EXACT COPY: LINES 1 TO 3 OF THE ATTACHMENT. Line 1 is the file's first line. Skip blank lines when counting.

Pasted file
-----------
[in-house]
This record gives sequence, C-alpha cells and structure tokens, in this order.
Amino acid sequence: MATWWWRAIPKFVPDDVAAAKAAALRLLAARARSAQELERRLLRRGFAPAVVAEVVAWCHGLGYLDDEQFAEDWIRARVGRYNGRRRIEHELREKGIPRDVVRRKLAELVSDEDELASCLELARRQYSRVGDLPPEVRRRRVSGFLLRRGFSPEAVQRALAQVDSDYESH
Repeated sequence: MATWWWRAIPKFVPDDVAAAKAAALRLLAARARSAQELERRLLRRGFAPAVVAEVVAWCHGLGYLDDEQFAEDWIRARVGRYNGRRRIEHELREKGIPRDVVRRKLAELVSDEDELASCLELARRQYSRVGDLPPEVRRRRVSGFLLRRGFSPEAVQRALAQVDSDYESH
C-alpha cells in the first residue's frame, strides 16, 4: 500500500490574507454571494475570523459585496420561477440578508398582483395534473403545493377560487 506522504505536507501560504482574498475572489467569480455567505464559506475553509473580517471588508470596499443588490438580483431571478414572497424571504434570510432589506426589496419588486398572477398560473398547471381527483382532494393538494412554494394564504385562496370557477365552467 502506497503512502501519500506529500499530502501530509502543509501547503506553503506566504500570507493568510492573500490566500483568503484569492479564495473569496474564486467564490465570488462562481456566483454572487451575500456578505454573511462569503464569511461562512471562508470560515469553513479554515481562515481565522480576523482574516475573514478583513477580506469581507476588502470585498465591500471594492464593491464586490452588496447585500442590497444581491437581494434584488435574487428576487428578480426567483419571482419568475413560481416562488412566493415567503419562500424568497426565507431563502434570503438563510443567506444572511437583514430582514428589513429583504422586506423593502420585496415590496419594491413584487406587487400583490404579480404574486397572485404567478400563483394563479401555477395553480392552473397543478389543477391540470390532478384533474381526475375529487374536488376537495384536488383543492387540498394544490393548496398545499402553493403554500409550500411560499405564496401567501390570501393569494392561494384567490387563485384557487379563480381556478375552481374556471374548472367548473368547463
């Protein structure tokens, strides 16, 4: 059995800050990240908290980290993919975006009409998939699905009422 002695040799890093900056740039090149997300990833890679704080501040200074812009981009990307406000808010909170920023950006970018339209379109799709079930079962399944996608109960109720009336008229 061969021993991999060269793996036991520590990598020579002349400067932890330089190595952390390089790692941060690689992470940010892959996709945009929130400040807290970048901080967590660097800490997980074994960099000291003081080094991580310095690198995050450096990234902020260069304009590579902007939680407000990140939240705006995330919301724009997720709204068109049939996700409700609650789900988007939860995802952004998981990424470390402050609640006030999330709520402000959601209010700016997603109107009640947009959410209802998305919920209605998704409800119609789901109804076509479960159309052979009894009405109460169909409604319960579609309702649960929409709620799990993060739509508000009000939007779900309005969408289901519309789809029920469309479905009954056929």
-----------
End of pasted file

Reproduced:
[in-house]
This record gives sequence, C-alpha cells and structure tokens, in this order.
Amino acid sequence: MATWWWRAIPKFVPDDVAAAKAAALRLLAARARSAQELERRLLRRGFAPAVVAEVVAWCHGLGYLDDEQFAEDWIRARVGRYNGRRRIEHELREKGIPRDVVRRKLAELVSDEDELASCLELARRQYSRVGDLPPEVRRRRVSGFLLRRGFSPEAVQRALAQVDSDYESH